The problem is that I feel like the ‘listen and respond cerebrally based on social cues approach’ has taught me much more about other people than it has myself. We acquire social cues from various influences such as family, television, and casual interactions that teach us to predict what the correct response to the interaction will be through positive reinforcement. A couple of regular examples in my life would be; my day was good, I’m sorry to hear about your loss, or (in today’s parlance) I can’t believe the President is doing that. On the other hand, I feel like those who converse more freely based on their emotions are often painted in a negative light as socially unpredictable, sensitive, and overly-dramatic. We grow up and bear witness to the idea that conversations from the heart are difficult, uncomfortable, and are only a last resort. Sentences that begin with the line “this is hard for me to say,” “I’m not happy working here,” or “we have to talk,” all imply a sense of finality around break-ups, job quitting, and addressing serious issues. They also carry a sense of desperation that the speaker can no longer stomach the feeling and message that their body is sending them to force the conversation. Out of desperation comes change, but why do we have to wait?
My body can actually make big decisions for me if I pay attention to it. How often did your gut tell you the answer well in advance of your brain talking yourself out of it? If you are anything like me you are constantly trying to rationalize your feelings to give them validation, both positive and negative. I haven’t found a better way of doing it than by “talking it out.” In order to do so, I just need someone to listen. They might provide a bit of nonjudgmental feedback and share the feeling it evokes in them, but ultimately they give credence to what my gut is telling me. I have been practicing this for several years in one on one conversations as well as small group settings but most recently I stood in front of a crowd of very nice strangers in a Mindfulness Workshop at a Yoga Festival.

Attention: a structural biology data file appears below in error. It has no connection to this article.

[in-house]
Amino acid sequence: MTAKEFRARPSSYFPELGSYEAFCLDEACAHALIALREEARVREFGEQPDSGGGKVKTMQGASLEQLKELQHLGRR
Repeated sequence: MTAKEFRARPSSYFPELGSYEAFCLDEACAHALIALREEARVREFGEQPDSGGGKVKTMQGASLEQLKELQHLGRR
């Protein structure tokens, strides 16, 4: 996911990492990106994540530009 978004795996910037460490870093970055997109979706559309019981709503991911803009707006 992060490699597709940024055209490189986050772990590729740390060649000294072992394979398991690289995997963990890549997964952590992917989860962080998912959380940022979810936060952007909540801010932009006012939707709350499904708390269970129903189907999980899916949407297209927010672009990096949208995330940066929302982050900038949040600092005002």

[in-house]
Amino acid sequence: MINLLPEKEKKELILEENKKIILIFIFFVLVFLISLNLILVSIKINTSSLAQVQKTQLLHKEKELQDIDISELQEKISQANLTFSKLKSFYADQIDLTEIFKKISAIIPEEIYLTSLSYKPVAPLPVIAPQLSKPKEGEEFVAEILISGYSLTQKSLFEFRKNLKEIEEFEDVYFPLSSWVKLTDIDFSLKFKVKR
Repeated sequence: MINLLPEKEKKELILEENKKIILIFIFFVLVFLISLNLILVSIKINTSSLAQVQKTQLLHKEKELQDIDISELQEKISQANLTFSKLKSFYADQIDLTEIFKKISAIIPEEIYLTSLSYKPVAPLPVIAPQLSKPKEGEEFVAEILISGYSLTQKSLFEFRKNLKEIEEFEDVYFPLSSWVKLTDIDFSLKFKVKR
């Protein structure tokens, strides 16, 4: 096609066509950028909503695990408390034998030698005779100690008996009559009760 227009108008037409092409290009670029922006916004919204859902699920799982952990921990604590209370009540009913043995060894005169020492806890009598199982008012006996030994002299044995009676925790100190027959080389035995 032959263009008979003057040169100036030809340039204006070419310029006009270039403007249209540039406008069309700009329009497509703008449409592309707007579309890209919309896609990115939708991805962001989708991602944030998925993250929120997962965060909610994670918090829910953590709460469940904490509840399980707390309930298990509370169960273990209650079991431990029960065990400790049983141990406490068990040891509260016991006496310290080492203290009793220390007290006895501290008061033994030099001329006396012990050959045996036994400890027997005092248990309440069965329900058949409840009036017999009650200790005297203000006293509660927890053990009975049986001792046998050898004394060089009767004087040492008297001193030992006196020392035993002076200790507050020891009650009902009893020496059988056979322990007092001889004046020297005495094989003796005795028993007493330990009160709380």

As the featured speaker, I certainly had an outline of where I wanted the dialogue to go (and the parts that needed rehearsed were iron-clad) but for the most part my speaking was mindfully expressed and communicated from exactly what I was feeling. As a result, the audience was able to engage and experience a real life version of what it looks like to transcend anxiety, excitement, and stress; and exit the other side to comfort, calmness, and connection. Since the content of my workshop was, “What is your brain talking your body out of,” it only made sense to narrate it from a real time perspective. Surely the amount of people that witnessed the event intensified the feelings for me, but the progression of energy was still the same. It almost always is as long as I don’t try to impede the emotive process.
If you would like to bring more yoga into your conversations like this, find a comfortable setting where you can feel safe making yourself uncomfortable. Of course, we all feel most comfortable practicing yoga at the same studio, with the same people, in the same spot; but eventually our circle grows wider and expands as we continue to slowly step out of our comfort zone. This mindful and meticulous method of communicating the energy and emotion that runs through our body is a way of expanding our circle of comfort. In the beginning, it will probably feel a lot like the first time you stepped onto your mat; vulnerable, self-conscious, and exposed. However, just like yoga, you will start to gain a better understanding of yourself and build deeper connections with those around you. Eventually you will reach a point of peace and contentment where your mind and body are in accord. And isn’t that the reason we practice?